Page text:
Taking my tutor’s advice into consideration, a monochrome image would not only work better for producing a more realistic front cover, but it will also help me to Photoshop the Badgers into the image. When ‘Cutting and Pasting’ the badgers into my first front cover, I did find it awkward as the colours were completely different with it being two or more photographs with different lighting sources, therefore, I had to try my best to alter any colour sliders etc to try and blend the badgers into the image. I did mention in my conclusion above, that I was somewhat unhappy with the cut and paste results. By converting the image to monochrome, I should be able to focus more on the contrast and lighting when blending the badgers into the image, rather than focusing on colour.
With the conversion to monochrome, I would have to remember that the coloured writing may not work against the monochrome background. Therefore, when re-doing my magazine cover, I would have to alter the colouring to make sure that the writing was readable and clear, and to make sure that it still stood out.
I began by selecting my new image. I opened it in Lightroom and converted it to black and white. I used the adjustment sliders to alter the tone, contrast, brightness, darkness, tone curve in order to produce a monochrome image I was happy with. I saved this copy and then opened it in Photoshop Elements 9. I used the Smart Detail Brush, and selected the detail brush to bring out details in the trees towards the top of the image and the foliage. Afterwards, I decided to focus on placement of the text as I didn’t want to paste any badgers into the image first, only to find that the text wouldn’t fit correctly afterwards. I began with the header. As mentioned above, if I decided to stick to the colouring I used on my first colour front cover, it may not work so well on this monochrome image. I tried white colouring first, however, it blended into the white area towards the top of the image too much and couldn’t be seen that clearly. Therefore, I decided to use a deep red colour as this stood out a lot more and could be seen better. For the rest of the writing, I decided to keep it all white as it stood out against the monochrome floor in the image.
After finishing the text placement, I moved onto cut and paste. I cut and pasted the barcode using the quick selection tool, into the bottom right-hand corner of the image with the surrounding text, similar to how magazine covers position theirs. I then took each badger image, and opened them individually in Lightroom. I converted all of them to black and white, then used the same adjustments and techniques as used on the background image, in order to produce monochrome images I was happy with. Below are a few examples:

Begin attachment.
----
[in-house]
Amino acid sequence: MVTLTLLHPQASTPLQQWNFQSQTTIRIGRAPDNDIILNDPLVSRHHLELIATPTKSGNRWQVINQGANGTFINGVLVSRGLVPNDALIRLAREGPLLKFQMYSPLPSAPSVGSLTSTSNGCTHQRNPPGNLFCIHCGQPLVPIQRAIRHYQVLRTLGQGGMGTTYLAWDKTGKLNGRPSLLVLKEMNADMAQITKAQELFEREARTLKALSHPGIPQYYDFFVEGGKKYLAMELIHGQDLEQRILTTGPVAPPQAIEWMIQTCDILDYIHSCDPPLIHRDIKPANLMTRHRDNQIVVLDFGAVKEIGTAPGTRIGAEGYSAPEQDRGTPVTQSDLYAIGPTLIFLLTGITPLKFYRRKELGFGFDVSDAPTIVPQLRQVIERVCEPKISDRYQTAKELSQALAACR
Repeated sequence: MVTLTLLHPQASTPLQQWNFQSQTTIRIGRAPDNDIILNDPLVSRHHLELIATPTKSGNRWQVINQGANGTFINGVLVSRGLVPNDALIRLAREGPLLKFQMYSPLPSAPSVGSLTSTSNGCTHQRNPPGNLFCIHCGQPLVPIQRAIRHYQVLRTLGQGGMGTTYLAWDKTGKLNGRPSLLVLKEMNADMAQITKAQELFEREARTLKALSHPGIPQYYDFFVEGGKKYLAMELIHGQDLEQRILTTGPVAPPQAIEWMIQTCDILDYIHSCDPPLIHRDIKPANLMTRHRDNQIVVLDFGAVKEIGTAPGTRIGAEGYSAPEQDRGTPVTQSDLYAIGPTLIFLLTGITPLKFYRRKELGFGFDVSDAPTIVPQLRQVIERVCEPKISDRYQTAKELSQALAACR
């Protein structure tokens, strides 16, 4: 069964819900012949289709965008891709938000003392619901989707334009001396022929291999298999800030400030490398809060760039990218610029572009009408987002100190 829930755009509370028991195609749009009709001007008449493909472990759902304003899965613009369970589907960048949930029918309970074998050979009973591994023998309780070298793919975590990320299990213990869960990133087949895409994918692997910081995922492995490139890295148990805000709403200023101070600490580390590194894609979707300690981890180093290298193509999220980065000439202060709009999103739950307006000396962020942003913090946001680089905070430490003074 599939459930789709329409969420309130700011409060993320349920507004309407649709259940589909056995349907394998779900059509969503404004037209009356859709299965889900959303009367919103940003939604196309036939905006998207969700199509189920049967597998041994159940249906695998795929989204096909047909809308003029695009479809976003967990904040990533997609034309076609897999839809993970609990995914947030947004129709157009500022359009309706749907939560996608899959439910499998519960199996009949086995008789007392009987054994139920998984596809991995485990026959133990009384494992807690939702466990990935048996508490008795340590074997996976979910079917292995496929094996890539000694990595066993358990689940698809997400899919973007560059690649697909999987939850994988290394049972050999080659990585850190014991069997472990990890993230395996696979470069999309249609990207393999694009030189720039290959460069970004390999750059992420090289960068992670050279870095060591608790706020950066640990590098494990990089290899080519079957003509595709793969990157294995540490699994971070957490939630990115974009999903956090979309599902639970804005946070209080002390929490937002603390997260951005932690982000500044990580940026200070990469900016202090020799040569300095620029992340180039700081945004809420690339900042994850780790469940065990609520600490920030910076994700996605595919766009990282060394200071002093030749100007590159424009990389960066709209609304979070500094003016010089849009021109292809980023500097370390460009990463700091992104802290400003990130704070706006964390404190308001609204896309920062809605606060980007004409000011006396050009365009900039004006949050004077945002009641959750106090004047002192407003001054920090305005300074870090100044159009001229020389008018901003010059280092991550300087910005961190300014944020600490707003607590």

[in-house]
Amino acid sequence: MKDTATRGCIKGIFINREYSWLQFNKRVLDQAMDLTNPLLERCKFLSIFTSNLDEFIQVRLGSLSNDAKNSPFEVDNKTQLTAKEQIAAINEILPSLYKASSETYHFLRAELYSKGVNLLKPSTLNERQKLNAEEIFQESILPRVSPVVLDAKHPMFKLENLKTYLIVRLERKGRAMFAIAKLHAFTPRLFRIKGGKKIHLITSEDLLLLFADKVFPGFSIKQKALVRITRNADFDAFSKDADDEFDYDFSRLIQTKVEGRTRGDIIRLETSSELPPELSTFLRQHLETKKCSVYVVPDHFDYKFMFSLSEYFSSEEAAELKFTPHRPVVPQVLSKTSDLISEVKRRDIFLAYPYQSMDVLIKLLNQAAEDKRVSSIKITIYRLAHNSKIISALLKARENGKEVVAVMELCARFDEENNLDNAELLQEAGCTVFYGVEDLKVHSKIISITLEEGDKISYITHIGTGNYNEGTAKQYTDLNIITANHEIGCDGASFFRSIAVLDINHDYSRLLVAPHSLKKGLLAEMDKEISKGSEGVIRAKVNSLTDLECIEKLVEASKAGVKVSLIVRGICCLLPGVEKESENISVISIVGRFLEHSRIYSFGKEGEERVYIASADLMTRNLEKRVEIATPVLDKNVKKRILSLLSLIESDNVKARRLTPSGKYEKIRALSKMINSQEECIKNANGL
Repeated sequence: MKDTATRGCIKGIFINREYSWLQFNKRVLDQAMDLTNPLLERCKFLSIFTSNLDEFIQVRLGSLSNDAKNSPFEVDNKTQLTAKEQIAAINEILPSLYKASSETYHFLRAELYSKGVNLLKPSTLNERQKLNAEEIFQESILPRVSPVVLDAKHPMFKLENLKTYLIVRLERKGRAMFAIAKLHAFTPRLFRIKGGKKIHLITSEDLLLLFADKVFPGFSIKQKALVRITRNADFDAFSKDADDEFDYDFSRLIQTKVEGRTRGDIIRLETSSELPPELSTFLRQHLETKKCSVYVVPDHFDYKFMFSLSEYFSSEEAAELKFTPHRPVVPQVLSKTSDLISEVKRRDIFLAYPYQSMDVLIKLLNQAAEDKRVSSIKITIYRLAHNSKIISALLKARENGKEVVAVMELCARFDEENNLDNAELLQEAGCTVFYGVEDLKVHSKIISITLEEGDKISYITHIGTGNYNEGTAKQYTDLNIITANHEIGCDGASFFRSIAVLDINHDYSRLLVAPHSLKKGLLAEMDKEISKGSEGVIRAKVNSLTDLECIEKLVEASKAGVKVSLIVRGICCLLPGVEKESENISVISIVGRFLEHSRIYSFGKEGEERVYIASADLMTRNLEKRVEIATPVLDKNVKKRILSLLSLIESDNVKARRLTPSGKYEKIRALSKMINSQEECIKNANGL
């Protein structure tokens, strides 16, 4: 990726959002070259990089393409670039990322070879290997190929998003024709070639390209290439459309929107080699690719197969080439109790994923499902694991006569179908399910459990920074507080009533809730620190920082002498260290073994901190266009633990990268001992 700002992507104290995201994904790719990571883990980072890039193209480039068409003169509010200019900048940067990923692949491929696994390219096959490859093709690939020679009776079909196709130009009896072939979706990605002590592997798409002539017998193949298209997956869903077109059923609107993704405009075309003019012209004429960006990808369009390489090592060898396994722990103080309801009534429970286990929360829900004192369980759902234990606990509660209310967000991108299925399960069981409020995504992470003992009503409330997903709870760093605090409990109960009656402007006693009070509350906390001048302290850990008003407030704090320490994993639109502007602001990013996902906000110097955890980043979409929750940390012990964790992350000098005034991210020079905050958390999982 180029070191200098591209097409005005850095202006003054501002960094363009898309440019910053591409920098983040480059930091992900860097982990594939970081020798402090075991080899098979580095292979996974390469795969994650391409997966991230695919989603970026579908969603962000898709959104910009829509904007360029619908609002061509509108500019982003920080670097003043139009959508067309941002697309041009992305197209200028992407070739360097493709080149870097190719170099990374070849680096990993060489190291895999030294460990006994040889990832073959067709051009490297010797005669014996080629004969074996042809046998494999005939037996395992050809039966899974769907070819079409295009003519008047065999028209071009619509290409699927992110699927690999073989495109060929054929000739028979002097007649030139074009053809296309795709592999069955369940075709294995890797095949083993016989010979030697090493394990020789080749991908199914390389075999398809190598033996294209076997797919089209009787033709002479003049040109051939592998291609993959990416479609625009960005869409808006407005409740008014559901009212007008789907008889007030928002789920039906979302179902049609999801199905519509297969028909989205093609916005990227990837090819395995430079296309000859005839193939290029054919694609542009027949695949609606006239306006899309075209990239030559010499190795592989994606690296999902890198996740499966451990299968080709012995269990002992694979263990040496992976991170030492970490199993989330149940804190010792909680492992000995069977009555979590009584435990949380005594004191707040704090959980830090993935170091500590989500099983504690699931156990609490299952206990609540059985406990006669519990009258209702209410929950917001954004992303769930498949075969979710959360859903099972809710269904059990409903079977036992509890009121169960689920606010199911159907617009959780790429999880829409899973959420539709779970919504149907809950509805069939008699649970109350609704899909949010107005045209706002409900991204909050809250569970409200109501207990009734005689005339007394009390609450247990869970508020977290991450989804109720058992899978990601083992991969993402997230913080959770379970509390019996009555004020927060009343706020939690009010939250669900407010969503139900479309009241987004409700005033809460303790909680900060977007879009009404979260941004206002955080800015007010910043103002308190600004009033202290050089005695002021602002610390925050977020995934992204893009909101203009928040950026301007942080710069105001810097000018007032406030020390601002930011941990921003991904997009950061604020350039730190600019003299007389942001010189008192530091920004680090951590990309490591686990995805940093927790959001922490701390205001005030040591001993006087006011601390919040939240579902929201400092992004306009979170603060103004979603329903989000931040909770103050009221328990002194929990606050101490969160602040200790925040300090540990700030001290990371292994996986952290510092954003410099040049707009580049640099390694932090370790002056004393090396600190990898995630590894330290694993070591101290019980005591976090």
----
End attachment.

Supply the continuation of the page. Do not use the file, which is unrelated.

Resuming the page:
I saved all of them, then opened them individually in Photoshop. Using the quick selection tool, I cut each badger out of their image and pasted them into the front cover image. I adjusted them to fit accordingly and then adjusted them in order to make them blend into their surroundings.
Below is my updated final magazine front cover:
I am much happier with this magazine cover than my first. I think the monochrome works better than colour and I was able to blend the badgers in easier than with the colour version. I wanted the image to have an infrared feeling to it, as though I had shot this image using an infrared filter due to badgers being nocturnal.
I did still have trouble trying to blend them into the background completely as I am still working on how to cut and paste properly whilst adjusting the surroundings and making them blend in. Perhaps if the images of the badgers were not taken under artificial lighting, then I could have converted them to monochrome better, helping them to blend in easier.
However, I do think that this second version is better than the first and looks more realistic. I hope to learn how to cut and paste better as time goes on. I will read techniques online and watch videos to help me.
Any research my tutor has suggested for me to look at will be added to the assignment above.
The Photograph – By Graham Clarke – Published by Oxford University Press 1997. ISBN: 978-0-19-284200-8 –
Pages 187-207 The Photograph Manipulated.
Chambré Hardman, E.
Migrant Mother Photograph.Florence Owens Thompson, ‘Migrant Mother’, Nipomo, March 1936. By Dorothea Lange for the FSA. Published in
Dorothea Lange. Phaidon 55. Phaidon Press Limited, London 2001. Pages 38-39.
Ditched, Stalled and Stranded Photograph, San Joaquin Valley, California, 1935. By Dorothea Lange for the FSA. Published in
Dorothea Lange. Phaidon 55. Phaidon Press Limited, London 2001. Pages 30-31.
- President Abraham Lincoln Photograph
- Josef Stalin Photograph
- Benito Mussolini Photograph
Article By Lee Moran, 28th February 2012
Self Magazine and Kelly Clarkson Article
Beauty Redefined Blog, By BR Admin 03 December 2014
Photographs of book front covers:
- Roald Dhal; James and the giant peach, Charlie and the chocolate factory – Google Images
- Charlotte Bronte; Jayne Eyre – Google Images
- F. Scott Fitzgerald; The Great Gatsby – Google Images
Research into Badgers:
Brian May Photograph:
‘May leads protest against badger cull‘
- Poster used at a Taunton Protest – http://www.bbc.co.uk/news/uk-england-somerset-33946471
- Team Badger Anti Cull protest poster – Google Images
- Care for the Wild poster – Google Images
- Badger Trust poster – Google Images